Good ideas for the assembly–. Couple of thoughts:
    1. On the exterior view your first layer of furring (on top of WRB) is horizontal, which would potentially drive moisture draining down WRB into the assembly–seems like you could have simply the vertical furring for horizontal siding attachment and avoid the water damming problem.
    2. I would prefer to have the interior wall be the load-bearing one, to avoid thermal bridging of the joists into the cold part of the wall (plywood floor diaphragm could run through to brace outside wall). I think that can be a trick at foundations, but do-able.
    3. Do you know how much “pillowing” of the fabric is expected if you fill cellulose to 3.5pcf minimum in the walls? Will the 1.5″ furring space be sufficient?
    4. Any idea if there’s a 1-hour fire rating for this assembly?
    Thanks for putting good info out there for us!

    • Ken June 18, 2016 at 7:01 am #

      Hi Tom,
      Thank you for the comments.
      1. Yes, the furring could go any number of ways – we typically don’t see issues with the way that is illustrated but depending on the stud spacing different sequencing can be preferred. Based on your comment though, we’ll likely clarify this condition. Thanks.
      2. Yes, the load bearing could go either way and the primary reason for showing it outboard is continuity at foundation.
      3. Yes, 2x 3 battens provide sufficient clearance for dense packing cellulose with 16″ o.c. studs. If you have 24″ o.c. studs you may require “flying battens”. See your detail books on wood framing for more information. We should have a double-stud book out later this summer….
      4. We have not investigated what it would take to get a fire rating on such an assembly – but it’s a good questions. We’ll try to look into that.
      Again, appreciate your comments. And sorry for the delayed response.
      All best,

  2. Mark June 17, 2016 at 8:25 pm #

    what material could be the zig-zag line on the interior side of the window, between the drywall and window buck?

    • Ken June 18, 2016 at 6:51 am #

      It could be any number of insulation boards, wood fiberboard, mineralwool, fiberglass, even foam. Depending on the bearing capacity you might introduce blocking for support.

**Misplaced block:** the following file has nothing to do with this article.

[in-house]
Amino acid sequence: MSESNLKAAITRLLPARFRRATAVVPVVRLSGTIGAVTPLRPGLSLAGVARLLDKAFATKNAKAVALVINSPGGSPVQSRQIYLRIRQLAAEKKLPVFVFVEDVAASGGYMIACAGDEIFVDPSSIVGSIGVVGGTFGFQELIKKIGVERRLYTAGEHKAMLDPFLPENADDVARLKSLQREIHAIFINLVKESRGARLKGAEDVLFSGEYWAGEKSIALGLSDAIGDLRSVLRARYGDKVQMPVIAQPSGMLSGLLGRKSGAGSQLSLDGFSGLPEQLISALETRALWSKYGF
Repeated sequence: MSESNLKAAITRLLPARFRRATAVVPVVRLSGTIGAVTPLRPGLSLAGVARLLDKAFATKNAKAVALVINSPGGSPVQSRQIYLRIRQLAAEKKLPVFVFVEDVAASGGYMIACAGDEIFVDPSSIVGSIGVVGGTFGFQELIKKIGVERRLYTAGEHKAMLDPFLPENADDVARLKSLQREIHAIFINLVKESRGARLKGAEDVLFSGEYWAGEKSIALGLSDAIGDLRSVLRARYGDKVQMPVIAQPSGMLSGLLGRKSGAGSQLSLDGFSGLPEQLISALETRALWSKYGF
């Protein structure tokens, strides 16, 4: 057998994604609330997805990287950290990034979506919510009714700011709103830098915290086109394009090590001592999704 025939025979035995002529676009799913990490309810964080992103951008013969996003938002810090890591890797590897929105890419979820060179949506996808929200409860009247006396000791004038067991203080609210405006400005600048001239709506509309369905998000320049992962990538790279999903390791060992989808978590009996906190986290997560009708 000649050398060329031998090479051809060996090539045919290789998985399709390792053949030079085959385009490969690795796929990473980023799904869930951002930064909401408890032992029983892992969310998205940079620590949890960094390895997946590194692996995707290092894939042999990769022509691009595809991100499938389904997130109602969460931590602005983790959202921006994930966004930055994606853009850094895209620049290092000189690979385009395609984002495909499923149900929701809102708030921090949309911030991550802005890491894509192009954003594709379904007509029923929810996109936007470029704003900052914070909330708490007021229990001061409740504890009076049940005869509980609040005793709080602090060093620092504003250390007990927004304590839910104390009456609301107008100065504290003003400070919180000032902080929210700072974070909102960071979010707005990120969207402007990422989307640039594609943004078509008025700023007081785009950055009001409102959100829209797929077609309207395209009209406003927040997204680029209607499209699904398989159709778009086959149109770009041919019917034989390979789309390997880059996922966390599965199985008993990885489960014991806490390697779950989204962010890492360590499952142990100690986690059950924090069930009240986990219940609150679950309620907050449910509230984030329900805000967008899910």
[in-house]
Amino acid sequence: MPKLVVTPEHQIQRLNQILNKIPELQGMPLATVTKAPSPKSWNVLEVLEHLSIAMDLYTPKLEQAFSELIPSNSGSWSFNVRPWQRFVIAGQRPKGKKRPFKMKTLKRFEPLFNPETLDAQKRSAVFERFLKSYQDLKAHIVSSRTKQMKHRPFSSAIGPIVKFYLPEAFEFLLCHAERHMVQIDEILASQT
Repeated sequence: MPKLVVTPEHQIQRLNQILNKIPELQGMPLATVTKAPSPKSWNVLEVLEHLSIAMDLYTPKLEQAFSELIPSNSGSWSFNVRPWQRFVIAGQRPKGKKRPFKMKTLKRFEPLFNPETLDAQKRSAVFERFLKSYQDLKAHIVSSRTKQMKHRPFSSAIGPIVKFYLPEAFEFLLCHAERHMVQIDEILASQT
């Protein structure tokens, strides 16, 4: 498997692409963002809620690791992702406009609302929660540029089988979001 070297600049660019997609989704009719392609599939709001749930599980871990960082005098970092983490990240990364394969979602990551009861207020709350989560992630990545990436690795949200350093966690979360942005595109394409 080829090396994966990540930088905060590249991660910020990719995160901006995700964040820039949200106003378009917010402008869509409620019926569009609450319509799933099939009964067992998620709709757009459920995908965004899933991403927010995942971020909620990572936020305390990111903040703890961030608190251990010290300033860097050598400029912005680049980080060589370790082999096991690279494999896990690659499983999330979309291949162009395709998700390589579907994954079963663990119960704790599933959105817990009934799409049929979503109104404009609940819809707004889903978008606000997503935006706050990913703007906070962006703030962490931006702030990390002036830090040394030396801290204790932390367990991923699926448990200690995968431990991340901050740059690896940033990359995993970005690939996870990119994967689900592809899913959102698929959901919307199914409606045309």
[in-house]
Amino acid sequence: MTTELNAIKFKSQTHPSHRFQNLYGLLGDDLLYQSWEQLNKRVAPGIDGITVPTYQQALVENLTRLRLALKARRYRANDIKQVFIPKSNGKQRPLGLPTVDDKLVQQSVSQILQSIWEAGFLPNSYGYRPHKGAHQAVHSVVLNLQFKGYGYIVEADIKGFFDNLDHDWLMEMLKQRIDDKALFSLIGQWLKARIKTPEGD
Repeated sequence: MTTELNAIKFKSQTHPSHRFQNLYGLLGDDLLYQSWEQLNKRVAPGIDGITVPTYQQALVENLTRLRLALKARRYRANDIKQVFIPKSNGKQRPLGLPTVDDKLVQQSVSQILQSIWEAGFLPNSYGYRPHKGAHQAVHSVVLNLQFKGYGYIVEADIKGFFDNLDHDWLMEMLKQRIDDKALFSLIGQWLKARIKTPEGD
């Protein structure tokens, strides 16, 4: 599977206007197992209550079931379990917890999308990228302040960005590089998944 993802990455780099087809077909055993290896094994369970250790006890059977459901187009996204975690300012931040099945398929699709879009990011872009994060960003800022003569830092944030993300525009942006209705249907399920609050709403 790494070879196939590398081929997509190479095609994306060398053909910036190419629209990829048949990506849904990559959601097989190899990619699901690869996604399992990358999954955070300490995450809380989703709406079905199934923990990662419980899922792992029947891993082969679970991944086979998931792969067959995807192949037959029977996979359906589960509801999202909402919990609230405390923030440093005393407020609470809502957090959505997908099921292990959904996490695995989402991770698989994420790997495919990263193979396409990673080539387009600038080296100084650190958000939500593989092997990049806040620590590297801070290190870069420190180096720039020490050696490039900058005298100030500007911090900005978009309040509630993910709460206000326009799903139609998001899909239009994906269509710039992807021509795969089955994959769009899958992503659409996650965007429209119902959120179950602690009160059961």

3. Rick Evans August 18, 2016 at 3:18 pm #

    Hi Ken, Great information, thank you!

    I couldn’t find any information on “flying battens”. Any chance you could post a link to a description?

    Thank you.

  4. A.K. Harrison November 21, 2016 at 9:26 am #

    Can this same configuration be used in a hot humid climate in the US southern Gulf Coast? I plan to use 12 inches of cellulose.

    • Ken November 21, 2016 at 9:54 am #

      Hi A.K.,

      Yes it can BUT you should install a vapor retarding WRB outboard to prevent moisture loading of the enclosure over the summer months. Two Pro Clima membranes are possibilities: DA membrane at 1.43 perms or Fronta Humida membrane at 6.5 perms. You can see them here:

      We are happy to discuss.
      – Ken

      • A.K. November 22, 2016 at 5:59 pm #

        Thanks Ken,
        If I understand correctly for the DA, (Caution: DA should be primarily used in combination with vapor open materials and membranes).
        Can the Solitex Fronta Humida also be added to the outside of the Solitex Mento Plus. I prefer SFH for the the higher perm rating.

        • Ken November 25, 2016 at 7:05 am #

          Hi A.K,

          I’m not sure I understand the question. Would be good to review a sketch of assembly – even a very rough sketch – that we can discuss on the phone. My email is

          • A.K. November 25, 2016 at 4:14 pm #